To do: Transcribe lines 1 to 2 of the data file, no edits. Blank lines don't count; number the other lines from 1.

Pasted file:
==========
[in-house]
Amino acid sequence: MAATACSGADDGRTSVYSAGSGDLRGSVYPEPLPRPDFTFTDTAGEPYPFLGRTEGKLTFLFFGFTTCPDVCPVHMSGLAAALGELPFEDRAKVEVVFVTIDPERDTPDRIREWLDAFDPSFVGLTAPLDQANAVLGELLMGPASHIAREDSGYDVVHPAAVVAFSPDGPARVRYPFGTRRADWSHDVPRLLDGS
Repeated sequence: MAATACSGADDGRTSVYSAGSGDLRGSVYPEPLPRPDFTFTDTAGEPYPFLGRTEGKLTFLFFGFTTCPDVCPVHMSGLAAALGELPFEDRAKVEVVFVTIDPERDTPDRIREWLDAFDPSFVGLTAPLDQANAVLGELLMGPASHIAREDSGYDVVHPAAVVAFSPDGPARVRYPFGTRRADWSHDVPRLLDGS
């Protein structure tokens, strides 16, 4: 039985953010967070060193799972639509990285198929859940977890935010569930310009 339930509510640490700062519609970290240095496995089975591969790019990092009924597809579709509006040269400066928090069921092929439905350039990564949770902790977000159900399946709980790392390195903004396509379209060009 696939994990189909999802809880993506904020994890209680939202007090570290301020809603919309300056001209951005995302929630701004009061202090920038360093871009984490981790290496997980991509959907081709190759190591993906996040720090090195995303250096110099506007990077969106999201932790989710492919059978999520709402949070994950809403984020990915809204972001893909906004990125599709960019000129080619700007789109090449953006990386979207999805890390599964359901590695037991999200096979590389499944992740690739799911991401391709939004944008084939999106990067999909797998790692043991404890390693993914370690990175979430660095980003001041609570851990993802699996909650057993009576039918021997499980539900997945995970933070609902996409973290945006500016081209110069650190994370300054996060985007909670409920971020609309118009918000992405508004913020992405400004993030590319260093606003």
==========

[in-house]
Amino acid sequence: MAATACSGADDGRTSVYSAGSGDLRGSVYPEPLPRPDFTFTDTAGEPYPFLGRTEGKLTFLFFGFTTCPDVCPVHMSGLAAALGELPFEDRAKVEVVFVTIDPERDTPDRIREWLDAFDPSFVGLTAPLDQANAVLGELLMGPASHIAREDSGYDVVHPAAVVAFSPDGPARVRYPFGTRRADWSHDVPRLLDGS